Based on the finds made in the course of the archaeological excavations the following video reconstruction of the Ad Pirum fortress was made​.

The fortress was presumably abandoned somewhere around the year 400. The transport via Hrušica continued for well over two hundred years, although less lively. However, the ancient Roman route was again revived in the Late Middle Ages. From the 17th century and up to the extension of the railway route Ljubljana–Trieste in the mid-19th century, it was used as the regular postal connection between Gorica and Ljubljana. The building of the present Stara pošta Inn (Gostilna Stara pošta) on the Hrušica Plateau acted as a post station at that time and was later converted into a hunting lodge owned by the Counts of Lanthieri. 
In the immediate vicinity of the old post building, which is a Slovene cultural monument in itself, the vestiges of the wall and towers of the Roman-age Ad Pirum still captivate visitors’ imagination. The “Stara pošta” Inn displays an archaeological collection of artefacts that were excavated on the site of the once vital road post.

Information and guided tours: Gostilna Stara Pošta, +386 (0)31 624 390, TIC Ajdovščina

Sv. Pavel over Vrtovin

The Late Antique settlement of Sv. Pavel (St. Paul) overlooking the village of Vrtovin was established on a naturally protected hillock strategically dominating the central part of the Vipava Valley. In Late Antiquity, when the migration of barbaric peoples forced the populace to abandon their settlements in the valley, this refuge was additionally fortified to provide greater safety. Water was drawn from the water tower constructed above the spring. The settlement atop the hillock was accessed via stairs that were carved into the rock. The water tower is a unique architectural monument and the highest-altitude Roman construction in the country.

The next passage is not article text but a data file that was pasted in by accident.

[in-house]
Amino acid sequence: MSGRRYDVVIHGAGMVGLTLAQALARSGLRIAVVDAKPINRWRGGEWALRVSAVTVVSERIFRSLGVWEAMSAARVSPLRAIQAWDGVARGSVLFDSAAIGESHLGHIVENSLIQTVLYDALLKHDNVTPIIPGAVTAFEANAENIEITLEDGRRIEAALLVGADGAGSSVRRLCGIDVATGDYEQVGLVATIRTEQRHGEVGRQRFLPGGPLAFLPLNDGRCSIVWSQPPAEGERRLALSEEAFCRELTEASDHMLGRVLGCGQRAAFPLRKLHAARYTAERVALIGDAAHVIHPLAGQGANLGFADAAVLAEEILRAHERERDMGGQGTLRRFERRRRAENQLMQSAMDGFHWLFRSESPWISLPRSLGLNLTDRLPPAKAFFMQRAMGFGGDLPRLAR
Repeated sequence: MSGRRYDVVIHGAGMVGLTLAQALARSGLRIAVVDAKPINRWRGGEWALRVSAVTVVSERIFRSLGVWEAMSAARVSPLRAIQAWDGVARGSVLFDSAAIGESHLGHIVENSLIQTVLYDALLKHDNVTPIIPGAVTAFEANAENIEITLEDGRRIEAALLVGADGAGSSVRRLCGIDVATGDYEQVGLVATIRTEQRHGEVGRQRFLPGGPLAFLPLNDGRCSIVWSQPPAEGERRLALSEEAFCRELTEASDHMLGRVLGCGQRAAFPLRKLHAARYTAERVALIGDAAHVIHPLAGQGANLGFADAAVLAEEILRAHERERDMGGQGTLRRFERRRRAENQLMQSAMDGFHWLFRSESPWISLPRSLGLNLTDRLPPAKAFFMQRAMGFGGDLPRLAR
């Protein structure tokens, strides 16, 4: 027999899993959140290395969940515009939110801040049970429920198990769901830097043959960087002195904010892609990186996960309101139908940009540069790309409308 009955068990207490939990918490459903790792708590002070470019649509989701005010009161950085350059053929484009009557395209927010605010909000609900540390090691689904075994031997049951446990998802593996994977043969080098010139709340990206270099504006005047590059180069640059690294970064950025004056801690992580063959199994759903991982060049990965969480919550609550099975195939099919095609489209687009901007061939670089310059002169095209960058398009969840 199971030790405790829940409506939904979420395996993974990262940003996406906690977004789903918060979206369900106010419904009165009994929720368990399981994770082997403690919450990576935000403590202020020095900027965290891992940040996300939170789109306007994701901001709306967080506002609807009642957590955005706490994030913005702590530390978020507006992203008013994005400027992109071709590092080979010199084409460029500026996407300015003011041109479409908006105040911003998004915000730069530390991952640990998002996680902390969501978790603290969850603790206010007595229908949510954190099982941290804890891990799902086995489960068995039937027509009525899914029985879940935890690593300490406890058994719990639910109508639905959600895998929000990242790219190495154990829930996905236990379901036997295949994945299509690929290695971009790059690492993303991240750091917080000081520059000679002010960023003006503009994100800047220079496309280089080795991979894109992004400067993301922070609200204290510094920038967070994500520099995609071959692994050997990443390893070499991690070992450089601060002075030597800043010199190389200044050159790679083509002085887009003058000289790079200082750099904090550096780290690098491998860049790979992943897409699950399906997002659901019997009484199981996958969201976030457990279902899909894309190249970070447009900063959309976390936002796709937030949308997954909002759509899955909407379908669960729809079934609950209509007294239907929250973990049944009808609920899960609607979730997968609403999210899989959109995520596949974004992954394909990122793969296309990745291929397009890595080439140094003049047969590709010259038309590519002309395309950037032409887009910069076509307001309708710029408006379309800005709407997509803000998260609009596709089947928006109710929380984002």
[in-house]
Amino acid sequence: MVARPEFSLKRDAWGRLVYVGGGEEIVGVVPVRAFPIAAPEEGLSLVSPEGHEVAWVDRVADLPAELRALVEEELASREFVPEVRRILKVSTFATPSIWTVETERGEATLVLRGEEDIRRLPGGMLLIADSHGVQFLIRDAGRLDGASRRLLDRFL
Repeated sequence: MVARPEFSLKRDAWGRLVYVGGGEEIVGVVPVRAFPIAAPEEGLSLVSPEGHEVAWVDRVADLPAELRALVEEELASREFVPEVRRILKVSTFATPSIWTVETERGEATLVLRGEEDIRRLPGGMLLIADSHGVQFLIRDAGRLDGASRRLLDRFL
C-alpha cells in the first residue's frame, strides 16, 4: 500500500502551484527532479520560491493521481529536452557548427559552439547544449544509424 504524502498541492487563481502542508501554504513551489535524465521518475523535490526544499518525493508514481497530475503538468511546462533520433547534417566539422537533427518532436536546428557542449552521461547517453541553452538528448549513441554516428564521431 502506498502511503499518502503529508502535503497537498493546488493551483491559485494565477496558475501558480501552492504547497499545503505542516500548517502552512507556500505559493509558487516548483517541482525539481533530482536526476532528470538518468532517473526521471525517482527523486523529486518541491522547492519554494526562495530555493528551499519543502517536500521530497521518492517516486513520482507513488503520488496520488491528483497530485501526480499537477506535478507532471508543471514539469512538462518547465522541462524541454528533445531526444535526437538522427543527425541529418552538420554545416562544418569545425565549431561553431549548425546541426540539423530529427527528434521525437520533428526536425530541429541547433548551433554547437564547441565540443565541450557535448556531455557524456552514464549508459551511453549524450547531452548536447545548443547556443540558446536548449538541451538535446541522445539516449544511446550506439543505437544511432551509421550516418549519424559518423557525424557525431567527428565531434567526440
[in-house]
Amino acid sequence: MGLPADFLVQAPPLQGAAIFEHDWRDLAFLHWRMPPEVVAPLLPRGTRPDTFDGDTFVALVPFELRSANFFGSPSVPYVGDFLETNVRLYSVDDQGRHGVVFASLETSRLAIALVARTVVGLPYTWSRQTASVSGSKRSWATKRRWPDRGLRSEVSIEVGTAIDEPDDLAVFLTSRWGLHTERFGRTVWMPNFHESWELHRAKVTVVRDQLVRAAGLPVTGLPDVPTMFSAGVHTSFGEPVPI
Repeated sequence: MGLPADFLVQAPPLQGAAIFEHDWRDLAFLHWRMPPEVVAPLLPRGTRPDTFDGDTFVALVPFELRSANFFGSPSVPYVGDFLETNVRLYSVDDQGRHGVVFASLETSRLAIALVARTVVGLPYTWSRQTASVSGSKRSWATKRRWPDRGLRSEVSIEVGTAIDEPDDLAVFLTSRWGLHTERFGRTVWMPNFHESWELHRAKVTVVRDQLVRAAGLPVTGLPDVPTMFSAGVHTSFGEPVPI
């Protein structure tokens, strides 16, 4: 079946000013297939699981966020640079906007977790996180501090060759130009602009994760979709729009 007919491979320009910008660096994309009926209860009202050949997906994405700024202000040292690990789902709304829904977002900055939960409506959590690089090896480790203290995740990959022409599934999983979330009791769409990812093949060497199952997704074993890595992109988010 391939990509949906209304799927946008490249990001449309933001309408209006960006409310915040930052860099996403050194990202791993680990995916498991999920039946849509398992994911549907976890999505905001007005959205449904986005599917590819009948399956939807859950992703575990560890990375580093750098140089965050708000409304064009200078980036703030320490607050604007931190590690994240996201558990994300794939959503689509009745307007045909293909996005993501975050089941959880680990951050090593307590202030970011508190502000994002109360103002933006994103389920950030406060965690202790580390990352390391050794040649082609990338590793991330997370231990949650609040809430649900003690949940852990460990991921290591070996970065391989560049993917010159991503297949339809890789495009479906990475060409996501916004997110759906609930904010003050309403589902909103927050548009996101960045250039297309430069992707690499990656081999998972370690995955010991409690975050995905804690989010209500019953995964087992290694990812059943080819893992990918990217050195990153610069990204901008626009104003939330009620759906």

After the Second World War the locals built St. Paul’s Church on the site of this protected settlement, where according to oral tradition a chapel was built as far back as the 3rd century, to commemorate the war casualties from the Vipava Valley. The restored Roman water tower and the little church are popular hiking destination. Across the hillock of Sv. Pavel a loop hiking trail was set up, following the route Črniče–Tabor–sv. Pavel–Črniče.

Information and guided tours: TIC Ajdovščina


Tabor over Črniče

The Tabor settlement is located on a hill overlooking the village of Črniče, which has a strategic advantage of being a natural vantage point toward the east and west part of the Vipava Valley. This made for effective defence against potential enemy attacks. The Romans operated a reconnaissance and signal point on this hill. In 1413, the fortified settlement Tabor was built to provide shelter against Ottoman incursions. A village and chapel developed within the fortification. Tabor played a big role in the fights between the Republic of Venice and the Habsburgs, as well during the First and Second World War.

Information and guided tours: TIC Ajdovščina​